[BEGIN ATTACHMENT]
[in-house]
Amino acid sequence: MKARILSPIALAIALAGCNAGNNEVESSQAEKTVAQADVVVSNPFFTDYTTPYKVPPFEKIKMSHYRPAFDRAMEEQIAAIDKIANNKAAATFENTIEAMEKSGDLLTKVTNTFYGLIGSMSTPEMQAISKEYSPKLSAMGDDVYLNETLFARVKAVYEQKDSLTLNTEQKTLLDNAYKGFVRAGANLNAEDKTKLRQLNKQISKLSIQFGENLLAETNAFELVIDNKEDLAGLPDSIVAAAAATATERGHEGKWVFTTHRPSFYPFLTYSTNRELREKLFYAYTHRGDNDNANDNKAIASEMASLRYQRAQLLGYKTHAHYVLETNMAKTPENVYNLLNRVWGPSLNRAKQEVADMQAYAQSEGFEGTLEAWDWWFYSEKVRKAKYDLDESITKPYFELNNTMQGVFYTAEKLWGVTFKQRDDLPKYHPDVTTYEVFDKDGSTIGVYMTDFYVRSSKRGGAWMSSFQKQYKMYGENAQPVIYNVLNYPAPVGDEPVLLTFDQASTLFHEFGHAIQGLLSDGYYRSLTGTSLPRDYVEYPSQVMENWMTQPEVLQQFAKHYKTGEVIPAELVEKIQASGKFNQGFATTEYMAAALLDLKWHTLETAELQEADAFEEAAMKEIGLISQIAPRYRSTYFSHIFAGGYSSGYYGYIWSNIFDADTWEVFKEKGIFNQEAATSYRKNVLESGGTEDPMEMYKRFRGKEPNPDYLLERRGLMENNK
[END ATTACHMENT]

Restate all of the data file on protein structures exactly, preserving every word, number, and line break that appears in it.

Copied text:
[in-house]
Amino acid sequence: MKARILSPIALAIALAGCNAGNNEVESSQAEKTVAQADVVVSNPFFTDYTTPYKVPPFEKIKMSHYRPAFDRAMEEQIAAIDKIANNKAAATFENTIEAMEKSGDLLTKVTNTFYGLIGSMSTPEMQAISKEYSPKLSAMGDDVYLNETLFARVKAVYEQKDSLTLNTEQKTLLDNAYKGFVRAGANLNAEDKTKLRQLNKQISKLSIQFGENLLAETNAFELVIDNKEDLAGLPDSIVAAAAATATERGHEGKWVFTTHRPSFYPFLTYSTNRELREKLFYAYTHRGDNDNANDNKAIASEMASLRYQRAQLLGYKTHAHYVLETNMAKTPENVYNLLNRVWGPSLNRAKQEVADMQAYAQSEGFEGTLEAWDWWFYSEKVRKAKYDLDESITKPYFELNNTMQGVFYTAEKLWGVTFKQRDDLPKYHPDVTTYEVFDKDGSTIGVYMTDFYVRSSKRGGAWMSSFQKQYKMYGENAQPVIYNVLNYPAPVGDEPVLLTFDQASTLFHEFGHAIQGLLSDGYYRSLTGTSLPRDYVEYPSQVMENWMTQPEVLQQFAKHYKTGEVIPAELVEKIQASGKFNQGFATTEYMAAALLDLKWHTLETAELQEADAFEEAAMKEIGLISQIAPRYRSTYFSHIFAGGYSSGYYGYIWSNIFDADTWEVFKEKGIFNQEAATSYRKNVLESGGTEDPMEMYKRFRGKEPNPDYLLERRGLMENNK